Written for The Art of Criticism Newsletter, Volume 8
|This article was written for volume eight of "Invalid Item" , and was my first offering as an AoC freelance writer. It was edited and laid-out by PatrickB in wonderful style.|
** Image ID #1960731 Unavailable ** ** Image ID #1960732 Unavailable **
** Image ID #1974362 Unavailable ** ** Image ID #1974364 Unavailable **
** Image ID #1970337 Unavailable ** by
In Shakespeare's play Romeo and Juliet, names are extremely important. By Juliet's reckoning, if Romeo were to give up his surname, their love would bloom -- just like the rose, which would smell as sweet no matter what it was called. Romeo is far more than his name, though by the end ofJuliet's musings, he's lost his Christian name as well. The prize for doing so? Juliet. Romeo's quick to agree. Love is all-powerful.
But as we've seen, names are just as powerful. Your parents didn't give you yours just to avoid calling you "It," though many of us might have preferred "It" as we grew up listening to butchered pronunciations, repeating the spelling at every iteration, and coping with the terrible nicknames our 'friends' came up with. I was fortunate to have been christened Teresa, which only brought about "Treesagreen," though I still encounter people who try to spell it with an "H." The only time I wanted a different name was when I was nine, and there were three girls named Teresa in my class. Three! I got off lightly. I had a friend named Trinnette which I thought was so cool when I was eleven, but I am pretty sure even now Trinnette has grown tired of explaining the spelling and pronunciation: "Trinity."
I would hazard a guess that those of us born prior to 1990 have what could be considered fairly standard names, nothing too outside the square (though my sister would disagree). And because they're standard, our parents didn't have to think too much about what the name meant. Nowadays, choosing a name is almost as difficult as rocket science, if you have conscientious parents. To avoid your child changing his or her name as soon as they're legally able to, you need to be careful of spelling, pronunciation, nicknames, words that the initials make, existing persons with that name, connotations of the name, what the name means, how it might affect the child's life, and so on. Picking a name is no longer just down to "that was our favourite," "it suited him," or "it's a family name."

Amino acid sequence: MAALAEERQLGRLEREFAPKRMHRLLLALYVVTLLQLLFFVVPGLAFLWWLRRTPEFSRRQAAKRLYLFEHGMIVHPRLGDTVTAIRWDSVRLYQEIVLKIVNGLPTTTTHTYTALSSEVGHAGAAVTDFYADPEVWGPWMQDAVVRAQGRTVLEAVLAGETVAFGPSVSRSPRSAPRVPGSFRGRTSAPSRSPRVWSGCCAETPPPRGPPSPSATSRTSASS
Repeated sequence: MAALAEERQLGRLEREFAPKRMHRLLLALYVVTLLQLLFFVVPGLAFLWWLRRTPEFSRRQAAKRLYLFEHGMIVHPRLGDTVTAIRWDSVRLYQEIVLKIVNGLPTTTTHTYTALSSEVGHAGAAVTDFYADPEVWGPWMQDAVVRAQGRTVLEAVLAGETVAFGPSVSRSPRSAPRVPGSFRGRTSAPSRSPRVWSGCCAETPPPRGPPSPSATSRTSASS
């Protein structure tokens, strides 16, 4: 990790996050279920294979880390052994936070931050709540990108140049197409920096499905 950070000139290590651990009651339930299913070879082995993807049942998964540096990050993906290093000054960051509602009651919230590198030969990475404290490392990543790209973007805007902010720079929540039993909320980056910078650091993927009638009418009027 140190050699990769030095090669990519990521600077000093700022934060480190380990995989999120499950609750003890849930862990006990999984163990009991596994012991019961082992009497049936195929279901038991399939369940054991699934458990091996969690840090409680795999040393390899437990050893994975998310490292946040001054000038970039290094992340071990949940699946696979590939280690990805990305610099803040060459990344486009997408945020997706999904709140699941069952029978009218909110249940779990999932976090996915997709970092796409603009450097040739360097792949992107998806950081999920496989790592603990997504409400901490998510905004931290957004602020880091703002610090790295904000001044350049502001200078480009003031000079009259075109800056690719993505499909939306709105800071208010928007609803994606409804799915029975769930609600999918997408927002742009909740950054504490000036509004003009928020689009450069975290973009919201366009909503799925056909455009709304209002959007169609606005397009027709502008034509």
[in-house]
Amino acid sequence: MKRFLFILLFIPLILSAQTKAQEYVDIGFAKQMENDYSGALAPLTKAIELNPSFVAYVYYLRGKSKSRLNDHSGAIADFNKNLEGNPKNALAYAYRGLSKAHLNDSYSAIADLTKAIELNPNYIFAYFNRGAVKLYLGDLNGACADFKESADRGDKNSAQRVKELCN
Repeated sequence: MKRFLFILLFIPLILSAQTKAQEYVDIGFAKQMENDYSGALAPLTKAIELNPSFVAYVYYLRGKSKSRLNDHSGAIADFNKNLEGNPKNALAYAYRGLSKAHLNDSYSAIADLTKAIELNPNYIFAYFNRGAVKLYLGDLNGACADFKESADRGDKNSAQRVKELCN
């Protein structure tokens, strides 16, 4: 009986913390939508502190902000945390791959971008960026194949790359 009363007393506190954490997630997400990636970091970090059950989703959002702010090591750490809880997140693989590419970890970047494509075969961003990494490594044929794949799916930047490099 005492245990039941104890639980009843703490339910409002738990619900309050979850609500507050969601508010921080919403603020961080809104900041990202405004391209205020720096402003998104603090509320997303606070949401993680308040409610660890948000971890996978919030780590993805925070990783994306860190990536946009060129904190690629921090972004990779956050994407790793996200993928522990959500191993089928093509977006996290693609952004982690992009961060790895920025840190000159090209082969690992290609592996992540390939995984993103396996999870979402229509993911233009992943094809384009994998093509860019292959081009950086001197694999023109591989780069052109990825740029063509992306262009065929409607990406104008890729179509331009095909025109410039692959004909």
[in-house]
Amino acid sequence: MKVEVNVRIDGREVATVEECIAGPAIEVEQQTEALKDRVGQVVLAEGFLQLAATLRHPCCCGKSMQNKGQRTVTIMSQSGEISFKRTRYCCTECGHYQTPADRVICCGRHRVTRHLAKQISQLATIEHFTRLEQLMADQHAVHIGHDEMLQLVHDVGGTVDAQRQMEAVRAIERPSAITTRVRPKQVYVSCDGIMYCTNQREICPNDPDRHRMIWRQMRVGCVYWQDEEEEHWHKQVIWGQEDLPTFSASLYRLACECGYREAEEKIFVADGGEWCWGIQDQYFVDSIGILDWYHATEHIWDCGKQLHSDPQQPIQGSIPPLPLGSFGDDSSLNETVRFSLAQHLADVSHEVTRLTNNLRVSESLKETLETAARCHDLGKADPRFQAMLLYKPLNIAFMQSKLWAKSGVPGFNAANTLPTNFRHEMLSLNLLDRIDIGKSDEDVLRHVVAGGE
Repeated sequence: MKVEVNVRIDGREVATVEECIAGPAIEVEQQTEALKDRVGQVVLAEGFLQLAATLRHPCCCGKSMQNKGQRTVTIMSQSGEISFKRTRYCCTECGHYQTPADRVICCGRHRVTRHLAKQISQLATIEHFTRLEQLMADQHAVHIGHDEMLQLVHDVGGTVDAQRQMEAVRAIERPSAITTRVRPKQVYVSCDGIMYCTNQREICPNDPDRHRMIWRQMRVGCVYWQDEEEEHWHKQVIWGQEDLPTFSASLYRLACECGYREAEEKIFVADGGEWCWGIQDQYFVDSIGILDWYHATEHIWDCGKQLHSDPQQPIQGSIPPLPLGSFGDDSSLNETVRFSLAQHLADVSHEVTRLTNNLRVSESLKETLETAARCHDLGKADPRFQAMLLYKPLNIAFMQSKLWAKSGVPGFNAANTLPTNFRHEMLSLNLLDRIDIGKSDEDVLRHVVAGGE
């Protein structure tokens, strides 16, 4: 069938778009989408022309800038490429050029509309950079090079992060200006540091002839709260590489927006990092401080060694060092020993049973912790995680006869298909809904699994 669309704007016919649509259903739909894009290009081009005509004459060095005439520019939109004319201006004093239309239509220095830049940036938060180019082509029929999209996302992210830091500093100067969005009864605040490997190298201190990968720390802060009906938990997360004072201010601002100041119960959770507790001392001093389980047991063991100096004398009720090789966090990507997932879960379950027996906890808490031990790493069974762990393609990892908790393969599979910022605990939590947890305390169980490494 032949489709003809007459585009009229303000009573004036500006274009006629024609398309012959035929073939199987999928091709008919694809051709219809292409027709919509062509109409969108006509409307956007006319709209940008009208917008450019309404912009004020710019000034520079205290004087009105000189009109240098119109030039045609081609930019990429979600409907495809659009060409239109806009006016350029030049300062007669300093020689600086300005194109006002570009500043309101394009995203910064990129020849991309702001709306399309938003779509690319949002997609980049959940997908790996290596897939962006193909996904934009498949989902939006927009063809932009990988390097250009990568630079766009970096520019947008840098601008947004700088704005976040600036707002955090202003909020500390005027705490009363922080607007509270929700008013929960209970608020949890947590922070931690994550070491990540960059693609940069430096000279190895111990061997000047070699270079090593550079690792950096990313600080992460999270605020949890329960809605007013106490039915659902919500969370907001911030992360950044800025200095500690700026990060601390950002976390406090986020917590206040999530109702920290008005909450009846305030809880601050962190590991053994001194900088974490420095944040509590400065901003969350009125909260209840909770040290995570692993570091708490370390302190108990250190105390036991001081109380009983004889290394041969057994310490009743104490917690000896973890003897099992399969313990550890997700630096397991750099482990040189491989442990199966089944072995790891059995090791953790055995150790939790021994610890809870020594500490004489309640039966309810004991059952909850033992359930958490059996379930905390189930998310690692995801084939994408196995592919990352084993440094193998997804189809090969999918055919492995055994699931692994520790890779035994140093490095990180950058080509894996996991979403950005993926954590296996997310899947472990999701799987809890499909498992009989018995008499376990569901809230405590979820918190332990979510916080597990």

When we name our fictional "babies," we have no less responsibility in applying careful thought. They won't be able to get their name changed, and they could still suffer the same harassment real people do. The thing is, they'll get it two-fold -- from other characters we create alongside them and from readers. Readers. They're likely to remember a name above most other factors in your story, so you should make your character-names worthy.
For me, a name is everything. I recently wrote twenty pages (double-side, A4) using "X" and "Y" for the two protagonists before I came up with Christian names that worked. Many more pages were written before the right surnames popped up. More often, I have a name and no story, but when I do find a story, it has to fit the name as does the type of character he or she is. The name is so important to me that I've been known to not read novels because I don't like the character's name. Raymond E. Feist's Magician comes to mind here, with "Pug." I don't know what it is, but I just can't get into a book that has a central character named "Pug." Incidentally, Feist is not this author's original surname.
Perhaps it is because I'm a child of the 1970's, but I'm quite old fashioned when it comes to names, especially when writing historical or modern fiction. I have a lot of "Andrews," "Stephens," "Matthews," and a fair sprinkling of "Gabriels." I don't have a lot of female characters, so they tend to be more unique. But each one of these names must match the man or woman behind the moniker. The same holds true when I make up more non-traditional names.
** Image ID #1974375 Unavailable ** ** Image ID #1974374 Unavailable **
Names Convey Meaning -- Even Governments Know That
The most basic knowledge we probably all have of a name is what it means. I have several baby-name books on my shelves; they not only provide great names, but give both origin and meaning. However, with the name being so important, we often need more than just origin and meaning. Is your character's name the top-rated name for the year of his or her birth when the story is set? Is there anyone famous (or infamous) with the same name? If so, are these the sort of people you want your character name associated with? Is the name conducive towards your character's chances of being a nice person (or a villain)? One aspect you may not have considered is whether or not the name you choose follows the law.
We writers might think we have a free reign when it comes to naming our characters, but we should note that there are actually rules surrounding name creation and registration. If your story is set in a real time and place, then you really should go onto that country's official website and make sure your name is acceptable. In New Zealand, for instance, you can't use the following as names:
And unless you've got a really good explanation, you can't use words that would normally be titles:
Words that might cause offense are also outlawed:
You know, I wouldn't mind "Sergeant" as a name but "Anal" or "III?" All three of these names were applied for and rejected by the New Zealand government in the last ten years. What were the parents thinking? Or, more aptly, what were they on? Be good when you're naming your characters; you don't want to turn a reader away because of an offensive or ridiculous name.
Some Interesting Statistics Concerning Names
The website Babynames.com obviously knows that writers are major visitors to their site, because they have a section that provides a set of eight tips on choosing a character's name. Two of these tips really caught my eye.